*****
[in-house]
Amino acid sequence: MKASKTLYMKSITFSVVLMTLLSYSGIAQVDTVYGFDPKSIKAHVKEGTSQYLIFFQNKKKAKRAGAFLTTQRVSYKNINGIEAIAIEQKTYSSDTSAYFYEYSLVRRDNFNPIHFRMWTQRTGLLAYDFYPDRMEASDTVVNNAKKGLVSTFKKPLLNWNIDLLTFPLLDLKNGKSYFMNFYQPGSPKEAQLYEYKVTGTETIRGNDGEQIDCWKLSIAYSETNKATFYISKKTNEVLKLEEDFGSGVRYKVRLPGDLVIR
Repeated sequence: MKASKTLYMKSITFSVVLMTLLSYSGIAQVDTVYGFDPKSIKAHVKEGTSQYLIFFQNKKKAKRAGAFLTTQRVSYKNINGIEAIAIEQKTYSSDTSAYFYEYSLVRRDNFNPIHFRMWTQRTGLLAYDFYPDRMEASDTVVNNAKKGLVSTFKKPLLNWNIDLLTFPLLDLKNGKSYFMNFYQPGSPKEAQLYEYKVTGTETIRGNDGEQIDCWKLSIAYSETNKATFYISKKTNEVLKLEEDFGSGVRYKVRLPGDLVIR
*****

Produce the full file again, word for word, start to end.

[in-house]
Amino acid sequence: MKASKTLYMKSITFSVVLMTLLSYSGIAQVDTVYGFDPKSIKAHVKEGTSQYLIFFQNKKKAKRAGAFLTTQRVSYKNINGIEAIAIEQKTYSSDTSAYFYEYSLVRRDNFNPIHFRMWTQRTGLLAYDFYPDRMEASDTVVNNAKKGLVSTFKKPLLNWNIDLLTFPLLDLKNGKSYFMNFYQPGSPKEAQLYEYKVTGTETIRGNDGEQIDCWKLSIAYSETNKATFYISKKTNEVLKLEEDFGSGVRYKVRLPGDLVIR
Repeated sequence: MKASKTLYMKSITFSVVLMTLLSYSGIAQVDTVYGFDPKSIKAHVKEGTSQYLIFFQNKKKAKRAGAFLTTQRVSYKNINGIEAIAIEQKTYSSDTSAYFYEYSLVRRDNFNPIHFRMWTQRTGLLAYDFYPDRMEASDTVVNNAKKGLVSTFKKPLLNWNIDLLTFPLLDLKNGKSYFMNFYQPGSPKEAQLYEYKVTGTETIRGNDGEQIDCWKLSIAYSETNKATFYISKKTNEVLKLEEDFGSGVRYKVRLPGDLVIR